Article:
For me the biggest reservation I had going into this film was Kenneth Branagh as Poirot. Not because I dislike Branagh as an actor (I don’t) or because of that inhuman abomination to both man and God that he calls a moustache, but because David Suchet embodied the famous detective so perfectly on the ITV series that all other incarnations of the character, including the Oscar-nominated Finney and the Bafta-nominated Ustinov, will forever be fighting for second place. Still Branagh puts on the gross eyesore that occupies his upper lip and he has a go at Christie’s most famous character, playing him as an inflexible control-freak who cannot tolerate imperfections in the world, whether they be the physical imperfections of two uneven boiled eggs or the moral imperfections of human beings. Branagh is a good enough actor that he is able to play the atrociously-moustached Poirot with the sufficient flash and gravitas while also scoring some laughs with his one-liners, but his decision to attribute Poirot’s meticulousness as obsessive-compulsive tendencies made for what I found to be a far less interesting character than the altogether more eloquently-moustached Suchet, whose perfectionism as Poirot came from a steadfast, unyielding belief in the absolute virtue of the law, God, and decency.

Still, Branagh the actor didn’t bother me as much as Branagh the director did. He makes a strong attempt to make the Christie mystery feel cinematic, which is an effort that I do admire but don’t think ultimately worked. When we see Poirot boarding the Orient Express in a single, sweeping tracking shot or when we witness the discovery of Ratchett’s body with a static overhead shot that leaves the corpse just out of frame, the style of these shots called so much attention to themselves that they struck me as self-indulgent flourishes rather than as creative cinematic storytelling techniques. It’s the same kind of self-indulgence that I imagine inspired Branagh to feature Poirot and his ghastly facial fur at centre stage throughout the whole film at the detriment of the all-star ensemble at his disposal. Some actors do manage to give out a great deal with the little they’re dealt, most notably Pfeiffer as the glamorous and wealthy widow in search of her next husband, but other characters, including those played by the enormously talented likes of Olivia Colman and Derek Jacobi, simply do not get enough time to dance in their acting shoes. All are side-lined and are mainly there to sit and look astonished so the film can spend as much time as it can focusing on how incredibly impressive Poirot and his egregious display of horrendous facial hair are.

I saw the film with two friends who did not know the ending and, while the final twist did seem to take them by surprise, they left feeling overall underwhelmed. The movie just doesn’t have that edge-of-your-seat momentum that a great whodunit should have. The private interrogations that Poirot conducts with each of the passengers do not have that captivating sense of intrigue and feeling of inquisitiveness because Branagh is much more interested in showcasing the deductive brilliance of Poirot and his abominable whiskers than in fleshing out all these secretive characters and getting to the heart of the mystery. The movie is so desperate for tension that it resorts to a cheap, generic Hollywood chase scene along the exterior of the train. Even the big reveal fails to impress as it relies too much on style and not enough on substance, even going so far as to arrange all the characters into an impractical pose that evokes The Last Supper (I guess making Poirot Da Vinci because that’s how much of a genius he is). As with the later seasons of Sherlock, this is a case of an artist getting so carried away with showing everyone how brilliantly brilliant his brilliant character and brilliant style are that all else gets swept aside and the story suffers because of it. Murder on the Orient Express is a stylish but empty remake that did not need to be made. Also I didn’t like the moustache.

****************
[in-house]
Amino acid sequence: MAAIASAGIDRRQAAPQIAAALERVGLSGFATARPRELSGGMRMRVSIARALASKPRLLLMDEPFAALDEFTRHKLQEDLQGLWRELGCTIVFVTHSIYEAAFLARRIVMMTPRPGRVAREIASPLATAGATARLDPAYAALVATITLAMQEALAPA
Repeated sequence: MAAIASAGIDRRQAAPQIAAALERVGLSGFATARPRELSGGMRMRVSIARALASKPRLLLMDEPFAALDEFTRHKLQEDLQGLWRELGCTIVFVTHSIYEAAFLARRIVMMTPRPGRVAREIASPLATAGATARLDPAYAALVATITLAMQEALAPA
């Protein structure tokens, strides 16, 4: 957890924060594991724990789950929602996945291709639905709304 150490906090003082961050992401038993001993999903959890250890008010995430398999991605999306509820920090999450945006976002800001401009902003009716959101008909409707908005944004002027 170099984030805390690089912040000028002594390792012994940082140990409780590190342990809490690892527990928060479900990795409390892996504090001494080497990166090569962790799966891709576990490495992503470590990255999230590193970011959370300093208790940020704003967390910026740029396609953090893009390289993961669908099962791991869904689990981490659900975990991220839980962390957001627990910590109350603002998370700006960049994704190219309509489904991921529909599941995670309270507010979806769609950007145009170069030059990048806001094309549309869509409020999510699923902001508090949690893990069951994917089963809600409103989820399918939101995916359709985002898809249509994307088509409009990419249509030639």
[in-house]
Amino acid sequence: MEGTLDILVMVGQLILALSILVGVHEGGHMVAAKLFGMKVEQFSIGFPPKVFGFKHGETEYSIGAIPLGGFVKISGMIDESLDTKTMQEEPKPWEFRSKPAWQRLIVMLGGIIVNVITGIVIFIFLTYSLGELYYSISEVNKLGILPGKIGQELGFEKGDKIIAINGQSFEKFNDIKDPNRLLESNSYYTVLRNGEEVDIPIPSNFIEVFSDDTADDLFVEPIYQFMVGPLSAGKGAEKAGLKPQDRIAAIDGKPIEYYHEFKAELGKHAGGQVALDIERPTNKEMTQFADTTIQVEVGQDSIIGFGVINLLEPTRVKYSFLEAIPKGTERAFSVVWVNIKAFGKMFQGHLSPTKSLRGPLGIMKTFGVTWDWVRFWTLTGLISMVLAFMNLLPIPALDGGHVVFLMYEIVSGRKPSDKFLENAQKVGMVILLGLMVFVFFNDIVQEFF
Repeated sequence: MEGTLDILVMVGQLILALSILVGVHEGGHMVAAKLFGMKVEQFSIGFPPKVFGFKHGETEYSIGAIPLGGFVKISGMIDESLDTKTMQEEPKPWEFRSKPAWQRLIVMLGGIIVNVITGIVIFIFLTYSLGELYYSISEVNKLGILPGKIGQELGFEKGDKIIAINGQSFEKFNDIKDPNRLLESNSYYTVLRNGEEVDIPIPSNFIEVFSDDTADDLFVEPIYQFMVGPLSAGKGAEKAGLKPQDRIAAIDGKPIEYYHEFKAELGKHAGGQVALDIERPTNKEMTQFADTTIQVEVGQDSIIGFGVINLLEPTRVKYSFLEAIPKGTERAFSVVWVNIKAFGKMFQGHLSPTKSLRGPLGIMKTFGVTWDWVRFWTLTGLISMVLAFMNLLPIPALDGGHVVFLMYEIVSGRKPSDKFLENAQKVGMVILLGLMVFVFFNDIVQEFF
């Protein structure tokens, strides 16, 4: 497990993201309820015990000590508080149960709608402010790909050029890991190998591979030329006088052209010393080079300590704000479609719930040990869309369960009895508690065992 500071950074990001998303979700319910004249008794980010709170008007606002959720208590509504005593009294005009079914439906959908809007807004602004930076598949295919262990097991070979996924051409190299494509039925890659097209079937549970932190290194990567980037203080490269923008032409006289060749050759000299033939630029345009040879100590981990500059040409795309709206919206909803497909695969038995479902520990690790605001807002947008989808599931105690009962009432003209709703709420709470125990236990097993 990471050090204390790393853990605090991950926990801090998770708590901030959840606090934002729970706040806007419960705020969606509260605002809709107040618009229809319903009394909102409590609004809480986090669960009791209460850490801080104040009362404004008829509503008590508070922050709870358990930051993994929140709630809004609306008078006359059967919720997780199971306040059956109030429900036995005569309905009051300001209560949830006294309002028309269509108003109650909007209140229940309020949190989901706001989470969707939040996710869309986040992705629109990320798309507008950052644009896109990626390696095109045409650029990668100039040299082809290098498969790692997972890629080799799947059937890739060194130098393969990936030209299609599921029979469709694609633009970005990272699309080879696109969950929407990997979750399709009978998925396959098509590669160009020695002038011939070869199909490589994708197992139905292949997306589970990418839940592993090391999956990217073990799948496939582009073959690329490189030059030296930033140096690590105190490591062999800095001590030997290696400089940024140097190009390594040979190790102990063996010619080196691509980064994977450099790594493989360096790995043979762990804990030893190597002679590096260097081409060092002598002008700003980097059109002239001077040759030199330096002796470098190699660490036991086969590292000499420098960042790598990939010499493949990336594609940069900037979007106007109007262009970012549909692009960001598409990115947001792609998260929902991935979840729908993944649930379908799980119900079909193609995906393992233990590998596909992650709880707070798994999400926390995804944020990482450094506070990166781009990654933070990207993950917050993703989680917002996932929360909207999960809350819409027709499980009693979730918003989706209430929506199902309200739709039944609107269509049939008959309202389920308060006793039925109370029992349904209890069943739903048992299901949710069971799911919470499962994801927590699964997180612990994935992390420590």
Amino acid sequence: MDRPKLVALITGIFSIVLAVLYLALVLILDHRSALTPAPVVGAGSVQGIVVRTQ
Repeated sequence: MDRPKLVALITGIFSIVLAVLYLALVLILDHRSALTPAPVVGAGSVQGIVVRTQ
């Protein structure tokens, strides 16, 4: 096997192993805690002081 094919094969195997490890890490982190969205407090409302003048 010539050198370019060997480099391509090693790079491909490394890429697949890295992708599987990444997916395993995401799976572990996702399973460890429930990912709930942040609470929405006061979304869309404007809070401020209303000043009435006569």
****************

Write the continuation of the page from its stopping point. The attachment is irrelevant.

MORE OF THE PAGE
★★

mother!

Cast: Jennifer Lawrence, Javier Bardem, Ed Harris, Michelle Pfeiffer

Director: Darren Aronofsky

Writer: Darren Aronofsky


Divisive doesn’t even begin to cover the reception this film has received. mother! has inspired acclaim, hatred, adoration, revulsion, amusement, confusion, horror, curiosity, contemplation, frustration, and so much more from its audience. Some have applauded in ecstasy; others have walked out in disgust. Some hail it as an epic masterpiece; others disparage it as an epic catastrophe; and others still have absolutely no idea what to make of it whatsoever. It is a difficult film to watch, that much is certain. mother! is downright alienating, oftentimes horrifying, and relentlessly inscrutable. But it is also fascinating and unique. There’s never been a film quite like this and it’s one that compellingly draws your eyes and holds your attention the way that either a magnificent painting or a calamitous car crash would. I’ll try to go into more detail about the story and what I took from it, but personally I think the viewer should go in knowing nothing and would encourage anyone who has not seen it to stop reading now and go watch it.

Seriously, nothing I can say can prepare you for what happens. Whether you end up liking it or not, the only way to understand what kind of film mother! is is to actually watch it. If, however, you’re interested in knowing more about the story and what I think it means (if it means anything at all) then read on.